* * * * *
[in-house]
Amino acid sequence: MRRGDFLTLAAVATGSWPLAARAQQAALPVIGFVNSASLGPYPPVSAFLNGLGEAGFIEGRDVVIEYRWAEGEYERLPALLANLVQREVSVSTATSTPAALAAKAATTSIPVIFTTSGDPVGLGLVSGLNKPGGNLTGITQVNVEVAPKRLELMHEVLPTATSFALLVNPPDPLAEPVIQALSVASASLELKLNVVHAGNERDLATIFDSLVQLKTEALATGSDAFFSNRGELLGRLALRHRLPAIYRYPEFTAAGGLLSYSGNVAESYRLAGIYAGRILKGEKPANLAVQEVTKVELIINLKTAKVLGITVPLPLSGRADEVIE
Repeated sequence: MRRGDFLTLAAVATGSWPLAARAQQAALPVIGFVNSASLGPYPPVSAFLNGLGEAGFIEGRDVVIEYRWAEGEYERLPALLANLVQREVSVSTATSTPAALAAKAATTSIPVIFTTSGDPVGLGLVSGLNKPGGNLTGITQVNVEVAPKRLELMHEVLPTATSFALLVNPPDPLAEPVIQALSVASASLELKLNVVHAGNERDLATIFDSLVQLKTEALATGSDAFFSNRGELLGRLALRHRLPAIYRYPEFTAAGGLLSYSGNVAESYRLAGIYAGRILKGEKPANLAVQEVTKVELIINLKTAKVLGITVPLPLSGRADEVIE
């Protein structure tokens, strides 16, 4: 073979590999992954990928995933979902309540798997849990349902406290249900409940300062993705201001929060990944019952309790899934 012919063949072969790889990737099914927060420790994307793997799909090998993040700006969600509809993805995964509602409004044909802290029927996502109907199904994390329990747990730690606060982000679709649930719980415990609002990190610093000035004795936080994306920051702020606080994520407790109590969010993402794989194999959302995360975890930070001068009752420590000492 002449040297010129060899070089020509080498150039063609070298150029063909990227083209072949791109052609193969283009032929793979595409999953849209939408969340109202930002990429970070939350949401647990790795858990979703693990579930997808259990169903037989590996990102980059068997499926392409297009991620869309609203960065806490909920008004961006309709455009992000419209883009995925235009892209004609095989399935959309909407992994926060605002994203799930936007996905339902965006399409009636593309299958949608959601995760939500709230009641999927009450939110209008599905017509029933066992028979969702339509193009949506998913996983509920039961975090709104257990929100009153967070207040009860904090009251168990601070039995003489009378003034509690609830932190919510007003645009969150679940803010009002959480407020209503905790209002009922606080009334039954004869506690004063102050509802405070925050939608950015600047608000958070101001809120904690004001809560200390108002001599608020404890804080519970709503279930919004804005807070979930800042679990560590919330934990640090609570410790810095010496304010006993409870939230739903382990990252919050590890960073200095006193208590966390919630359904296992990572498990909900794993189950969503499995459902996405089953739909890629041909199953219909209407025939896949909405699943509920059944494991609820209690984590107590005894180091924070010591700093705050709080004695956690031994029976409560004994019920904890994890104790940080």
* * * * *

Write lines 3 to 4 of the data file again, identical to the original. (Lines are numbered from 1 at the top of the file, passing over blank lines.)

Repeated sequence: MRRGDFLTLAAVATGSWPLAARAQQAALPVIGFVNSASLGPYPPVSAFLNGLGEAGFIEGRDVVIEYRWAEGEYERLPALLANLVQREVSVSTATSTPAALAAKAATTSIPVIFTTSGDPVGLGLVSGLNKPGGNLTGITQVNVEVAPKRLELMHEVLPTATSFALLVNPPDPLAEPVIQALSVASASLELKLNVVHAGNERDLATIFDSLVQLKTEALATGSDAFFSNRGELLGRLALRHRLPAIYRYPEFTAAGGLLSYSGNVAESYRLAGIYAGRILKGEKPANLAVQEVTKVELIINLKTAKVLGITVPLPLSGRADEVIE
């Protein structure tokens, strides 16, 4: 073979590999992954990928995933979902309540798997849990349902406290249900409940300062993705201001929060990944019952309790899934 012919063949072969790889990737099914927060420790994307793997799909090998993040700006969600509809993805995964509602409004044909802290029927996502109907199904994390329990747990730690606060982000679709649930719980415990609002990190610093000035004795936080994306920051702020606080994520407790109590969010993402794989194999959302995360975890930070001068009752420590000492 002449040297010129060899070089020509080498150039063609070298150029063909990227083209072949791109052609193969283009032929793979595409999953849209939408969340109202930002990429970070939350949401647990790795858990979703693990579930997808259990169903037989590996990102980059068997499926392409297009991620869309609203960065806490909920008004961006309709455009992000419209883009995925235009892209004609095989399935959309909407992994926060605002994203799930936007996905339902965006399409009636593309299958949608959601995760939500709230009641999927009450939110209008599905017509029933066992028979969702339509193009949506998913996983509920039961975090709104257990929100009153967070207040009860904090009251168990601070039995003489009378003034509690609830932190919510007003645009969150679940803010009002959480407020209503905790209002009922606080009334039954004869506690004063102050509802405070925050939608950015600047608000958070101001809120904690004001809560200390108002001599608020404890804080519970709503279930919004804005807070979930800042679990560590919330934990640090609570410790810095010496304010006993409870939230739903382990990252919050590890960073200095006193208590966390919630359904296992990572498990909900794993189950969503499995459902996405089953739909890629041909199953219909209407025939896949909405699943509920059944494991609820209690984590107590005894180091924070010591700093705050709080004695956690031994029976409560004994019920904890994890104790940080």